Our guest author today is Ashim Shanker, a former English Language Arts teacher in public schools in Tokyo, Japan. Ashim has a Master’s Degree in International Education Policy from Harvard University and is the author of three books, including Don’t Forget to Breathe. Follow him on Twitter at @ashimshanker.
In the 11 years that I was a public school teacher in Japan, I came to view education as a holistic enterprise. Schools in Japan not only imbued students with relevant skills, but also nurtured within them the wherewithal to experience a sense of connection with the larger world, and the exploratory capacity to discover their place within it.
In my language arts classes, I encouraged students to read about current events and human rights issues around the world. I asked them to make lists of the electronics they used, the garments they wore, and the food products they consumed on a daily basis. I then had them research where these products were made and under what labor conditions.
The students gave presentations on child laborers and about modern-day slavery. They debated about government secrecy laws in Japan and cover-ups in the aftermath of the Fukushima nuclear disaster. They read an essay on self-reliance by Emerson and excerpts on civil disobedience by Thoreau, and I asked them how these two activists might have felt about the actions of groups like Anonymous, or about whistleblowers like Edward Snowden. We discussed the Milgram Experiment and the Stanford Prison experiment, exploring how obedience and situational role conformity might tip even those with the best of intentions toward acts of cruelty. We talked about bullying, and shared anecdotes of instances in which we might unintentionally have hurt others. There were opportunities for self-reflection, engagement, and character building—attributes that I would like to think foster the empathic foundations for better civic engagement and global citizenship.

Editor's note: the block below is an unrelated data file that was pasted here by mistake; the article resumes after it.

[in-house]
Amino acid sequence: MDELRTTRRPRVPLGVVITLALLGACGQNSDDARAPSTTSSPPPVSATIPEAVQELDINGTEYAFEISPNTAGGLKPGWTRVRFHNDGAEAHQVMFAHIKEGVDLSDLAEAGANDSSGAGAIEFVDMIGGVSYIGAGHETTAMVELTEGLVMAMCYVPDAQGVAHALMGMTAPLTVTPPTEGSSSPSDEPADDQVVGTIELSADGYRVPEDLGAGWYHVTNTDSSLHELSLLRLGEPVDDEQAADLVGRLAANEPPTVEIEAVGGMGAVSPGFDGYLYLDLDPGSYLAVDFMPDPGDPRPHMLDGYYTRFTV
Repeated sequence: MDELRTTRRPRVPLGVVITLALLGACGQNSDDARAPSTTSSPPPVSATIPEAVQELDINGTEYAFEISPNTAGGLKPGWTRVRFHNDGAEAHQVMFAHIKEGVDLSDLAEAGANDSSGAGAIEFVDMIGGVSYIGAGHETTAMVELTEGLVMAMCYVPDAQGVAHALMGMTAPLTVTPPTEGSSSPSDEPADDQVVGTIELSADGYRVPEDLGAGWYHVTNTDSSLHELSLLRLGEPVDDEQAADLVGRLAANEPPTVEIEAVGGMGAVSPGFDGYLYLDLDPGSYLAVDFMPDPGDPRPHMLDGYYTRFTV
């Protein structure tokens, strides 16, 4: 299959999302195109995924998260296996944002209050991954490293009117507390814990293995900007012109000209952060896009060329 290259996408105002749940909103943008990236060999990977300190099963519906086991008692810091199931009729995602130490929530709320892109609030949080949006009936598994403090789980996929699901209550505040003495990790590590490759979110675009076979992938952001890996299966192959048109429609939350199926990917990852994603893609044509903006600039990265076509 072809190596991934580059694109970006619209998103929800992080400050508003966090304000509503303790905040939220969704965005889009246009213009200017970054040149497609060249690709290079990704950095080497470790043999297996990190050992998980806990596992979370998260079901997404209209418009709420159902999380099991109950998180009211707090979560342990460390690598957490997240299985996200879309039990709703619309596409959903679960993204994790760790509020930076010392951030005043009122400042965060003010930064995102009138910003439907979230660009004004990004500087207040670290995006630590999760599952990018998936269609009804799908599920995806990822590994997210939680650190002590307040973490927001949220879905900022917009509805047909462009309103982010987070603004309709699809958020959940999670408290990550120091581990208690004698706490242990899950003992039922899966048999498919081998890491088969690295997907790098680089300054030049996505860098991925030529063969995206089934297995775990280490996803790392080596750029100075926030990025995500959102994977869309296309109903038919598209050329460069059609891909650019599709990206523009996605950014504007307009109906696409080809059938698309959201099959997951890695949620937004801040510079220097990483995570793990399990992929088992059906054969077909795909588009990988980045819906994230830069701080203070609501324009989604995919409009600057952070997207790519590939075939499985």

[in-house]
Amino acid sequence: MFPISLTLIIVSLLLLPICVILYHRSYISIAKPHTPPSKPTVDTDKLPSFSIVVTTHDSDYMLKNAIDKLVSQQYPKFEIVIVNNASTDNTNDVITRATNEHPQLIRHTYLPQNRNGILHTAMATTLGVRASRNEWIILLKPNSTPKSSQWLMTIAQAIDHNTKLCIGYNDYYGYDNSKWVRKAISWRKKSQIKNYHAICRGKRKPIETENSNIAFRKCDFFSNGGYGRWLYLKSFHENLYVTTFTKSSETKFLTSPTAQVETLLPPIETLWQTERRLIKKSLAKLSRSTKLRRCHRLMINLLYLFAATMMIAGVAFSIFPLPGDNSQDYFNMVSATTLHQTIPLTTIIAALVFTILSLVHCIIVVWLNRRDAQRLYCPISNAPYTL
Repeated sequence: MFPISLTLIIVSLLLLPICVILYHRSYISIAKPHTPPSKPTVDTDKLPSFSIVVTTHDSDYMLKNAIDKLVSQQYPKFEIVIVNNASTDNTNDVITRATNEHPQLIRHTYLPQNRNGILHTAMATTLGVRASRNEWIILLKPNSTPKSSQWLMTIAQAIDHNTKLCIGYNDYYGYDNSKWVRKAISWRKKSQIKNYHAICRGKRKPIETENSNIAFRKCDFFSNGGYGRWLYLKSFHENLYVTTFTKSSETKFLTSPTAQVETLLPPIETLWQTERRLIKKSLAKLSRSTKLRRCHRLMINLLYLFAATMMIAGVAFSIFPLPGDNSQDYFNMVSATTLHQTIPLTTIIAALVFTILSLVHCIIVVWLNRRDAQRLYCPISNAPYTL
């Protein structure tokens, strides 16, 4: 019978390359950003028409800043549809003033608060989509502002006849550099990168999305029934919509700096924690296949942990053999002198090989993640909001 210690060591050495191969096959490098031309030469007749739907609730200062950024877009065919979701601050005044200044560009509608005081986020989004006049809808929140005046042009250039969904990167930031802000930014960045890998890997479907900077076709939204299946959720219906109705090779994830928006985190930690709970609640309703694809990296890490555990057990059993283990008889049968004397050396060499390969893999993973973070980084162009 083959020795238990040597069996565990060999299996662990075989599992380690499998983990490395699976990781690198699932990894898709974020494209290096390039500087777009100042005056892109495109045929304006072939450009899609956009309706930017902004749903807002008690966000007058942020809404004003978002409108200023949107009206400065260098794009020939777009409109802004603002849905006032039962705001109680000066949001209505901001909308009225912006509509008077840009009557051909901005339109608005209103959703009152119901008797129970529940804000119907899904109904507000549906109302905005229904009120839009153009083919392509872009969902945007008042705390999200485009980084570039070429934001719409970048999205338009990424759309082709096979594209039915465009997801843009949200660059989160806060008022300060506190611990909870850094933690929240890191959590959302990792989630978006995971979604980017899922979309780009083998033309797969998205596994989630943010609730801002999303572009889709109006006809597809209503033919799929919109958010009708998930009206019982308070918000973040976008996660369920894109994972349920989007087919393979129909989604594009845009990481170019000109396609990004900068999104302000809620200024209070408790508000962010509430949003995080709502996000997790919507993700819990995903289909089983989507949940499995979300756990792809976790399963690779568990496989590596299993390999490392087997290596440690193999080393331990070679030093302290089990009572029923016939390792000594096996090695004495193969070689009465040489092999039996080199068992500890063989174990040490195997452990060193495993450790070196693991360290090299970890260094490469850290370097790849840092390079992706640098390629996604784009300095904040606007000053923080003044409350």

Yet, according to a 2007 report by the Carnegie-Knight Task Force, about 75 percent of U.S. teachers reported dedicating less time to current events topics in the classroom than in the past. The same study found that 90 percent of teachers agreed that current events helped engage students with lesson material. However, only nine percent of educators polled thought that teaching about current events increased student performance on standardized tests.
Fortunately for me, I did not have to face the pressures of high-stakes testing and evaluation. The administration of my school in Japan afforded me the autonomy to lead, and provided the support necessary to inculcate a sense of curiosity and self-guidance in my students. I would like to think that my efforts encouraged students to remain critical of authority (even if that meant questioning their own teachers, leaders and institutions).
When I returned to the United States after 11 years, I was disappointed by the rhetoric about what constituted effective teaching. Instead of empowering teachers to lead and encouraging children to be curious, there was an almost exclusive focus on students’ testing competencies. This ran counter to my belief that it was less important for students to be able to respond correctly to prompts, and more important for them to be able to ask good questions and challenge conventional answers. How else would our youth lead the way in entrepreneurship, science and innovation?